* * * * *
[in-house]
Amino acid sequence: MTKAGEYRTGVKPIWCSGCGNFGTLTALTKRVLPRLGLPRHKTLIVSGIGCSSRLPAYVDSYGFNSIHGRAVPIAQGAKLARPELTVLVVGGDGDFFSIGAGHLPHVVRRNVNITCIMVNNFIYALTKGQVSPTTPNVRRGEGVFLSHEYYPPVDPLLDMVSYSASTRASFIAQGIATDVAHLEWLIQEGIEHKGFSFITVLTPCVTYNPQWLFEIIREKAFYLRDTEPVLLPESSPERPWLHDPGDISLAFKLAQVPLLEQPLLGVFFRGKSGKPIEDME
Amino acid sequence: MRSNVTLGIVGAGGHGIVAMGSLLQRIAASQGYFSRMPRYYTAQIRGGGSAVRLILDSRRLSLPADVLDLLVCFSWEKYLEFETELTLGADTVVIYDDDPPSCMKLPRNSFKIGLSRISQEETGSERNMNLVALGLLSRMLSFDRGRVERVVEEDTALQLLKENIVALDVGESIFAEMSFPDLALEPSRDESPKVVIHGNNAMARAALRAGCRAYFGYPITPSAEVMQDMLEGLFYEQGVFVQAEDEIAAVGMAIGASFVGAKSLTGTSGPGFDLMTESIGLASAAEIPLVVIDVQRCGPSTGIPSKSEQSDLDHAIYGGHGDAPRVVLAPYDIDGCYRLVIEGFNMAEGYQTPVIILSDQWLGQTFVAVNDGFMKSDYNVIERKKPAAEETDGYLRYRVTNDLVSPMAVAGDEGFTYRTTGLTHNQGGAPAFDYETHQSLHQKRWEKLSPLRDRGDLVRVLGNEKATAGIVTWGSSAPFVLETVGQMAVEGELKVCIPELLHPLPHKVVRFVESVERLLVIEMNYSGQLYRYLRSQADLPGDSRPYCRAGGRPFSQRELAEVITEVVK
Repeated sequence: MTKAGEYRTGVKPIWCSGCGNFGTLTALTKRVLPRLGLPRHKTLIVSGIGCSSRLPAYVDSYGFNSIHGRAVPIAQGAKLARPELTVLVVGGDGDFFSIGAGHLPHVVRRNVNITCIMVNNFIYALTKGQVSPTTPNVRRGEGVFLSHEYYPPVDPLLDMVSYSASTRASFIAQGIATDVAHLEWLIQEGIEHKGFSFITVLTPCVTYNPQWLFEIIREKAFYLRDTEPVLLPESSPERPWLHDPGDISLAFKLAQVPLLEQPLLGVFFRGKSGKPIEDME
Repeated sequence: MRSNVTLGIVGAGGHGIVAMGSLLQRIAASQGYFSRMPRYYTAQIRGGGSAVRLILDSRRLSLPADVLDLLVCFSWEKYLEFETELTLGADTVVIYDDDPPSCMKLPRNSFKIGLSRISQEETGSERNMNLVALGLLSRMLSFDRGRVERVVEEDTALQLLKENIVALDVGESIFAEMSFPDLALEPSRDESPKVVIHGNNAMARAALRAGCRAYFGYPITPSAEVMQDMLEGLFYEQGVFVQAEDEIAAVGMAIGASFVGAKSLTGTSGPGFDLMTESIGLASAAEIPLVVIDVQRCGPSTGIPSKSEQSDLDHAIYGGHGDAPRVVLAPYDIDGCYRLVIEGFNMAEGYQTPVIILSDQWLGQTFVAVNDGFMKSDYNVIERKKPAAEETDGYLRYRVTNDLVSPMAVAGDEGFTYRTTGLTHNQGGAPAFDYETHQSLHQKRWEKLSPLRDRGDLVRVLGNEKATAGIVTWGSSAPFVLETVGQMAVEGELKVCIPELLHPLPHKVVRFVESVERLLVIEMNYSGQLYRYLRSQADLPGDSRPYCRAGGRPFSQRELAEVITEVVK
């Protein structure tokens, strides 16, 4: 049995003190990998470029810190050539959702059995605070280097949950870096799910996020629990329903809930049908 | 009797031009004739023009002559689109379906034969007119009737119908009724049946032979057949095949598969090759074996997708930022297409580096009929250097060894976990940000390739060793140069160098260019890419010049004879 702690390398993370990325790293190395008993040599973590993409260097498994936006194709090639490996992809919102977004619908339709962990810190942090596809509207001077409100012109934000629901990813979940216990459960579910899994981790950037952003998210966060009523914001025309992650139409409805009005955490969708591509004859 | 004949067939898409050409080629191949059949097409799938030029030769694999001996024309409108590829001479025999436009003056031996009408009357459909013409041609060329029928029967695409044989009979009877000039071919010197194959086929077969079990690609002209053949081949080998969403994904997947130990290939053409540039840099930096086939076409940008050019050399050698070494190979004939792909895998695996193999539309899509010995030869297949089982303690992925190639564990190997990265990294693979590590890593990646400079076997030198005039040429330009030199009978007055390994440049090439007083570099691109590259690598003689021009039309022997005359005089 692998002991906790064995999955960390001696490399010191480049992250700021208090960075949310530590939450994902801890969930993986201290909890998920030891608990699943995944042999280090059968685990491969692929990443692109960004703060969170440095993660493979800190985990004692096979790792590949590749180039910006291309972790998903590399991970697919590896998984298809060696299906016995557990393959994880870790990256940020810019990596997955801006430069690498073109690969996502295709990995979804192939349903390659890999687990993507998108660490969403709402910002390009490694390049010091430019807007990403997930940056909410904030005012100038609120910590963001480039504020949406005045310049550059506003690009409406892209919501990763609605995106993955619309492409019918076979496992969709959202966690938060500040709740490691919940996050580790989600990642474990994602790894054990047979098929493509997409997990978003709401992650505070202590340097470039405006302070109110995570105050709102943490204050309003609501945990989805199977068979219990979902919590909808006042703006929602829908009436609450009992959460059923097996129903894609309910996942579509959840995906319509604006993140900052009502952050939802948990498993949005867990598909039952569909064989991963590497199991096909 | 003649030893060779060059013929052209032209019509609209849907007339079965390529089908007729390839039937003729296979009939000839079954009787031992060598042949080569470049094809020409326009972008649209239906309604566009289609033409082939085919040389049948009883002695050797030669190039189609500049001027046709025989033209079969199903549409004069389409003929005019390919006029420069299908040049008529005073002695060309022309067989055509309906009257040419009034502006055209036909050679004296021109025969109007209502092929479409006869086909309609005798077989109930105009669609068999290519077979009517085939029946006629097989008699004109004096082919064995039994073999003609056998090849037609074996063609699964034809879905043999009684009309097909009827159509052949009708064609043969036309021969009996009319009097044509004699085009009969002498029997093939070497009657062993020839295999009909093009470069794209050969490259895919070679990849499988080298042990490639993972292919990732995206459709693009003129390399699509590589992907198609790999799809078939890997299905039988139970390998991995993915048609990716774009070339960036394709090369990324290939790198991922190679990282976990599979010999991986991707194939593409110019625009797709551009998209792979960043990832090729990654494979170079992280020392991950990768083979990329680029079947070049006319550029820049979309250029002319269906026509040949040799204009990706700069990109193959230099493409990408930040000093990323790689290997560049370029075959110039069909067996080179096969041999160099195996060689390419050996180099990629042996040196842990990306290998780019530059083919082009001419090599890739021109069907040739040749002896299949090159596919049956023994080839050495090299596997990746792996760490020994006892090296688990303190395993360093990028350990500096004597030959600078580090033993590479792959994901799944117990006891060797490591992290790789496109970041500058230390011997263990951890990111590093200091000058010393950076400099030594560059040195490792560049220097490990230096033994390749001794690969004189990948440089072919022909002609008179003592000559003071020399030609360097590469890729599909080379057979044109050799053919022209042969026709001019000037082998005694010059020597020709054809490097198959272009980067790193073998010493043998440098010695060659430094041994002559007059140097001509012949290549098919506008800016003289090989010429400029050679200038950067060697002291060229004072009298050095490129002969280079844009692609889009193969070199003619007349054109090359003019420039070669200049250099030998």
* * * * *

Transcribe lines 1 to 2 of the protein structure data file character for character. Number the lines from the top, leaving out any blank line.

[in-house]
Amino acid sequence: MTKAGEYRTGVKPIWCSGCGNFGTLTALTKRVLPRLGLPRHKTLIVSGIGCSSRLPAYVDSYGFNSIHGRAVPIAQGAKLARPELTVLVVGGDGDFFSIGAGHLPHVVRRNVNITCIMVNNFIYALTKGQVSPTTPNVRRGEGVFLSHEYYPPVDPLLDMVSYSASTRASFIAQGIATDVAHLEWLIQEGIEHKGFSFITVLTPCVTYNPQWLFEIIREKAFYLRDTEPVLLPESSPERPWLHDPGDISLAFKLAQVPLLEQPLLGVFFRGKSGKPIEDME